Top 10 Things to do at Grand Canyon

Written by on October 5, 2009 in AZ Outdoor Adventures - Comments Off on Top 10 Things to do at Grand Canyon

1. Bright Angel or South Kaibab Trail
The canyon is so vast, that it often appears unreal or flat, like a painting or picture. To get a real feel for the depths of the canyon, get our your hiking shoes and take one of two great trails — Bright Angel or South Kaibab. By far the most heavily traveled is the Bright Angel Trail since it is conveniently located in Grand Canyon Village. It does offer stunning views of the canyon. However, the South Kaibab is far less traveled as was designed for maximum exposure to sun during the cooler winter months, keeping ice free nearly all the time. The South Kaibab Trail begins on Yaki Point, which juts out into the Grand Canyon. After just a few switchback, you will be rewarded with sensational views of the Canyon’s interior.

2. Mule Ride to Phantom Ranch
From the moment tourists began arriving at the Grand Canyon, the more adventurous travels wanted to get to the bottom. Sure-footed mules are the answer if you don’t want to use your own two feet. Departing from the corral near Bright Angel Lodge, the mule trains follow Bright Angel Trail into the depths of the canyon. You’ll spend about 5 hours in the saddle, stopping for lunch at Indian Gardens. You’ll have time to explore the area around Phantom Ranch before dinner. A big breakfast in the morning will fortify you for the ride back up out of the canyon.

3. Raft the Canyon
White-water rafting on the Colorado River is the ultimate Grand Canyon adventure and one of the best ways to get a new perspective on the sheer size and depth of the canyon. 1/2-day to multi-day rafting excursions offer breathtaking scenery, magnificent side hikes and adrenaline-pumping white-water rapids.

4. Helicopter or Plane Rides
If you want a bird’s-eye view of the canyon, there are plenty of exciting helicopter and plane tour and will give you great views of the rim and close-up looks are distinctive landmarks in the park. Be sure you have a good head for heights, because the helicopter pilots will make your stomach drop frequently as they skim the rims of the canyon, allowing your view to unexpectedly plunge thousands of feet to the bottom of the canyon.

5. Go Fish!
According to the experts, the best place to fish in the Grand Canyon is upstream from Phantom Ranch. Of course, the means you have to get there, either by hiking, by mule or by river raft. However, once you are there and successful, you’ll bag rainbow trout, carp, speckled dace, flannel-mouth sucker and blue-head sucker. The best seasons try your luck fishing inside the national park are fall and winter.

6. Grand Canyon Railroad
The very best way to get to the Grand Canyon is the take a ride on the Grand Canyon Railroad! Strolling musicians, cowboy characters and even some ornery train robbers set the scene for a day of family fun. The Grand Canyon Railway departs from Williams, Arizona, and take you directly to the South Rim and Grand Canyon Village.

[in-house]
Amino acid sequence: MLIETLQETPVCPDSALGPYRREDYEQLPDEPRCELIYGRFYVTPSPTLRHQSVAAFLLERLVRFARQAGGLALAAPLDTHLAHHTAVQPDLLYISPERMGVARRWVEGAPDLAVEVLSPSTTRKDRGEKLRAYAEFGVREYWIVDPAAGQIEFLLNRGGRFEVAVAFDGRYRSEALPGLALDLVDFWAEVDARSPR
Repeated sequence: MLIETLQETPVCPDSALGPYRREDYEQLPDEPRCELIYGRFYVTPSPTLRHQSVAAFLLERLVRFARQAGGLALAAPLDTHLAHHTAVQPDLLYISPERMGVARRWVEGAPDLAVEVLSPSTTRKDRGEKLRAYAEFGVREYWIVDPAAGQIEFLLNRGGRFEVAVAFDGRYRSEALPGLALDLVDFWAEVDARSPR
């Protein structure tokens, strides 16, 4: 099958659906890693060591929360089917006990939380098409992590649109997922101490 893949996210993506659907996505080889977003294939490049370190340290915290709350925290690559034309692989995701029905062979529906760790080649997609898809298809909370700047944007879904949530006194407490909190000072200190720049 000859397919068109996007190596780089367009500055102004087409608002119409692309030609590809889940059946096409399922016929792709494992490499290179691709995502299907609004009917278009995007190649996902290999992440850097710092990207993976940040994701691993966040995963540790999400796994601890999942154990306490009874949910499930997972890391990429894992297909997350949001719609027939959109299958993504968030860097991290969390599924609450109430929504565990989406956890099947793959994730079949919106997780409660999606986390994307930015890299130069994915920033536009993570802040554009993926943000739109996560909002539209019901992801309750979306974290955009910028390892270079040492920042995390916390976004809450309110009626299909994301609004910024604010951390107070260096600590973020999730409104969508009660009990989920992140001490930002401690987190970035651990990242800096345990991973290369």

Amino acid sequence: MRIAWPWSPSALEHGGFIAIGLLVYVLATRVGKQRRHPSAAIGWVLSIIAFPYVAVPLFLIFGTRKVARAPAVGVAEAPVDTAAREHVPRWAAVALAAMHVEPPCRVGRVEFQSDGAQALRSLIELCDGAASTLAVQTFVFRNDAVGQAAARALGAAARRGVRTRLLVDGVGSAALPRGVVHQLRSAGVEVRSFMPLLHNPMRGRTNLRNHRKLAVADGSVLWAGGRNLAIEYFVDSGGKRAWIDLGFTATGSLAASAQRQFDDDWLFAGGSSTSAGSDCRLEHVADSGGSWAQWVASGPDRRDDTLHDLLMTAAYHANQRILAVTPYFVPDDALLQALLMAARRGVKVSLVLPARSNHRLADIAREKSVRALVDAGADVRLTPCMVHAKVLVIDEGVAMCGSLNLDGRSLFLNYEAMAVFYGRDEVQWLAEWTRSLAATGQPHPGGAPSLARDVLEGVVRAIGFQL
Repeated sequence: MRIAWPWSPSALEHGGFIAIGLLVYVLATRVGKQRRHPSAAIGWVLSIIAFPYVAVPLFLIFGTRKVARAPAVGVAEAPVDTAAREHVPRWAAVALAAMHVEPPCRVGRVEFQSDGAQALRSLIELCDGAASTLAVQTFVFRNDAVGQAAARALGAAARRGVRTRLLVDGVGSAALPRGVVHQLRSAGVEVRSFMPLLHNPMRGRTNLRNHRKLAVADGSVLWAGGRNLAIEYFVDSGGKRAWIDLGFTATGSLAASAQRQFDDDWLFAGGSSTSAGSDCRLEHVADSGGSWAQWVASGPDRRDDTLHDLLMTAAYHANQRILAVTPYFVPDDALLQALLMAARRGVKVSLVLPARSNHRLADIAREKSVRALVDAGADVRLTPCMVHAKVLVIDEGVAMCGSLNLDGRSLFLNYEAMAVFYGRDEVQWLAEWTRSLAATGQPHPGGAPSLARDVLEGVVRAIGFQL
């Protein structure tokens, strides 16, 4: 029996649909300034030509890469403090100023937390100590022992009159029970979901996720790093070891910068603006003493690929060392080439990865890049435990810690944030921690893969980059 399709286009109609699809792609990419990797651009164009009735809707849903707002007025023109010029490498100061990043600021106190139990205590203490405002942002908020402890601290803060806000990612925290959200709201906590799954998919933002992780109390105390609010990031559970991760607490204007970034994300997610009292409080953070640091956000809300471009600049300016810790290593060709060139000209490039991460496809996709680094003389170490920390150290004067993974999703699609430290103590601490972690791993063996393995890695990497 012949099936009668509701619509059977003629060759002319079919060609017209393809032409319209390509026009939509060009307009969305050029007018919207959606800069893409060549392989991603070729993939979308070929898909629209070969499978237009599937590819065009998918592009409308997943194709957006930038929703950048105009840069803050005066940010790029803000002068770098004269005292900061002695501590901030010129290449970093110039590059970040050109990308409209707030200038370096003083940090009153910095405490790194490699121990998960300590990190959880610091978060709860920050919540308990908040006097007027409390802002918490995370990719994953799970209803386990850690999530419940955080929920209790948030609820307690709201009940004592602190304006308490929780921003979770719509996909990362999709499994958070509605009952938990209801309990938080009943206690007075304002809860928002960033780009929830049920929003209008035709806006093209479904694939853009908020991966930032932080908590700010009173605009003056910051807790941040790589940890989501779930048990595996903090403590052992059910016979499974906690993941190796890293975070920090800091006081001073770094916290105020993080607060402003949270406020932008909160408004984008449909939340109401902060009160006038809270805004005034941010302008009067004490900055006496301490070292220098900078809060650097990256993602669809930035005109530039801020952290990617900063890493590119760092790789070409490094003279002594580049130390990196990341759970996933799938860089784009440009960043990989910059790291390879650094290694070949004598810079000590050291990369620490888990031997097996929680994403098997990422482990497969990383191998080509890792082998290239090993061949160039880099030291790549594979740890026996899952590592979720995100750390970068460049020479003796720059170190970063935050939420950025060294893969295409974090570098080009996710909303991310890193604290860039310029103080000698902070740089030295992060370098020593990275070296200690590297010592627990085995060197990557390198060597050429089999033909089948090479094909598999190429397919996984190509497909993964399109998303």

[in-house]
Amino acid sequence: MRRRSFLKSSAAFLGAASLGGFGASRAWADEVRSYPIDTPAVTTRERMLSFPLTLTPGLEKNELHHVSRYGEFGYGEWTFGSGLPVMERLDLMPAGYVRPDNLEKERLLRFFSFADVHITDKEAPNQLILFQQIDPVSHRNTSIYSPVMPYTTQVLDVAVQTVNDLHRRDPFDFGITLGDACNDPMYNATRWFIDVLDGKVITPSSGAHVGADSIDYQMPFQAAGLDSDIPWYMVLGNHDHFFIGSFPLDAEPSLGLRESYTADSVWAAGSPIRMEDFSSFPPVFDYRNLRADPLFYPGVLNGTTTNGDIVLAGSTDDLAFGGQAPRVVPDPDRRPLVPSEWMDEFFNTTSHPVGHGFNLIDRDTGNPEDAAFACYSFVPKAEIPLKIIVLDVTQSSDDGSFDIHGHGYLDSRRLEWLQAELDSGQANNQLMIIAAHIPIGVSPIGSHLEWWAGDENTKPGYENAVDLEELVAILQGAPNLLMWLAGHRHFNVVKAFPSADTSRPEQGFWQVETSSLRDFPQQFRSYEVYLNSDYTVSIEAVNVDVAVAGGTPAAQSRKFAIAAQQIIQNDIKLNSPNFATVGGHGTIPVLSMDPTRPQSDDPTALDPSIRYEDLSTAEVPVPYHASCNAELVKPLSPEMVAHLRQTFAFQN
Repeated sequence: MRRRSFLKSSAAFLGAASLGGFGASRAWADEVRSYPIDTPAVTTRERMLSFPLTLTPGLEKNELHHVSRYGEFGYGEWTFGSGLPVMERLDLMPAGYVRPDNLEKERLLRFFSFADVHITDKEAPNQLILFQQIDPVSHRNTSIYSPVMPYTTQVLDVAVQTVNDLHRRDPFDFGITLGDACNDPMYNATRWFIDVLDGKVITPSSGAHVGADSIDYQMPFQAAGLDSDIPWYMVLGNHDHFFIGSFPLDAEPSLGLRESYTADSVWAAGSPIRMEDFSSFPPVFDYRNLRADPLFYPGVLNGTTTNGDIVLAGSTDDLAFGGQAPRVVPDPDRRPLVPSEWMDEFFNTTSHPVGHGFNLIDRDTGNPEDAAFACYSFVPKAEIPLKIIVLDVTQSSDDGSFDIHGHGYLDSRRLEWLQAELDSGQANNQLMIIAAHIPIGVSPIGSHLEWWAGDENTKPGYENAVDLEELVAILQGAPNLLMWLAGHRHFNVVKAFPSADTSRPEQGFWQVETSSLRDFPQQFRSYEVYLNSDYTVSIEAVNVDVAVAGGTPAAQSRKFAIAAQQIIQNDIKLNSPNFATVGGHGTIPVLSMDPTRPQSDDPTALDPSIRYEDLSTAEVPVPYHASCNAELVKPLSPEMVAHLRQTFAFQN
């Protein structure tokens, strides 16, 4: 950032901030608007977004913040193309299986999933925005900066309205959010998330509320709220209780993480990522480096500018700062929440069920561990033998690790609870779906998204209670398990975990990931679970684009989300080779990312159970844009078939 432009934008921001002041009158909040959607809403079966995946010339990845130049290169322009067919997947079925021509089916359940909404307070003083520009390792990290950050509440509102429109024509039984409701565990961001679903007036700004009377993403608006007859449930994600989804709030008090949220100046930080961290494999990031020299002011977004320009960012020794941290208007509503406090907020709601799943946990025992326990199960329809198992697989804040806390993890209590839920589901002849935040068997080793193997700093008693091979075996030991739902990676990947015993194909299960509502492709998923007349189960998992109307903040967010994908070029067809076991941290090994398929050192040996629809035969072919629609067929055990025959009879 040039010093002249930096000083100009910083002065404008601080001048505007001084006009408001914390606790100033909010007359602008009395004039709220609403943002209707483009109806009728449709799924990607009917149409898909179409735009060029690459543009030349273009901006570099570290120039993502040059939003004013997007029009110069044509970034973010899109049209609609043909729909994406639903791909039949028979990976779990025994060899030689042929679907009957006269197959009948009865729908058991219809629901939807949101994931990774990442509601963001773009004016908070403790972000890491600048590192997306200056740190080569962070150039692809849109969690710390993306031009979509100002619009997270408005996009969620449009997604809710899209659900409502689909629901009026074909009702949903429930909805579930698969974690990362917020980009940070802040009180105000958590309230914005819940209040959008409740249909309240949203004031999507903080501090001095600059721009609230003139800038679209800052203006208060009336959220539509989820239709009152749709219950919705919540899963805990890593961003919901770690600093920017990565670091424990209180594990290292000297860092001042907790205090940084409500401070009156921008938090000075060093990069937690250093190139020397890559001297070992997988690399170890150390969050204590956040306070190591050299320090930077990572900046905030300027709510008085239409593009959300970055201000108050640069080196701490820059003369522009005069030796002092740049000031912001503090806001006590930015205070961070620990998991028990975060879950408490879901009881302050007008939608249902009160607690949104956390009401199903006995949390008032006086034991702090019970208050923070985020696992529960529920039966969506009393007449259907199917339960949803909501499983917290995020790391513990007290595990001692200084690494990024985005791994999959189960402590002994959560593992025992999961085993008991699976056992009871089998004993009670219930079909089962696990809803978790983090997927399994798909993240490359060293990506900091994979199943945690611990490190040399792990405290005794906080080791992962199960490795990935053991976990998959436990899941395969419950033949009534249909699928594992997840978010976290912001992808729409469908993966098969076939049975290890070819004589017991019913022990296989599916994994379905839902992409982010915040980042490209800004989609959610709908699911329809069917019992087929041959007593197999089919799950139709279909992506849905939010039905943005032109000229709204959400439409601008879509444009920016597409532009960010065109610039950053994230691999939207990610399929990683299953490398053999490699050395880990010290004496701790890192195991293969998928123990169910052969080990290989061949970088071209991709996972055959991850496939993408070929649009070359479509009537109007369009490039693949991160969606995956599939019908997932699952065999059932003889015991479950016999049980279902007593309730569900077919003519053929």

7. Interpretive Nature Programs
Join a program that explores the Pueblo people and their culture, learn how the canyon was carved, or discover what plants and animals call the park home. The ranger-led nature programs in the park are outstanding and are a terrific way to learn all about this natural wonder.

8. The Skywalk
A glass bottom bridge, suspend 4,000 feet over the canyon, the Skywalk is an amazing way to view the beauty of the Grand Canyon. Located on Grand Canyon West, the Skywalk is 45 miles south of the main park, but worth making a day trip to see all the sites along the way.
9. Hermit’s Rest
Mary Colter, one of Grand Canyon’s most famous architects, built Hermits Rest in 1914 to look like an old miner’s cabin, complete with a giant fireplace and front porch. Today Hermits Rest has a gift shop and small snack bar. It is the jumping off point for many hiking trails and offers fantastic views of the canyon. It’s a great place to just soak in the beauty and put your feet up.

10. Desert View Watchtower
Designed and built by architect Mary Colter in 1932, the Desert View Watchtower is a replica of a prehistoric Indian tower. The Sante Fe Railroad hired to design the gift shop and rest area specifically to capture the widest possible view of the canyon. She succeeded beyond all expectations. The Watchtower commands a magnificent view of the Grand Canyon, the Painted Desert to the east and the San Francisco Peaks to the south. This seventy-foot tower is the highest point on the South Rim. The interior walls of the tower feature murals by Hopi artist Fred Kabotie.

More stories in the Grand Canyon Series include:

Formation of the Grand Canyon
South Rim of the Grand Canyon
North Rim of the Grand Canyon
Inhabitants of the Grand Canyon
River Rafting the Grand Canyon
Grand Canyon Railway
Grand Canyon Skywalk
Condors Make a Comeback in the Grand Canyon
Top 10 Things To Do at the Grand Canyon
Legend of Egyptian Artifacts in the Grand Canyon
The Ghost of Crash Canyon
Phantom Ranch at the Grand Canyon

Grand Canyon National Park
P.O. Box 129
Grand Canyon, AZ 86023
General Visitor Information: 928-638-7888
Backcountry Information Center: 928-638-7875
River Permits Office: 800-959-9164 or 928-638-7843

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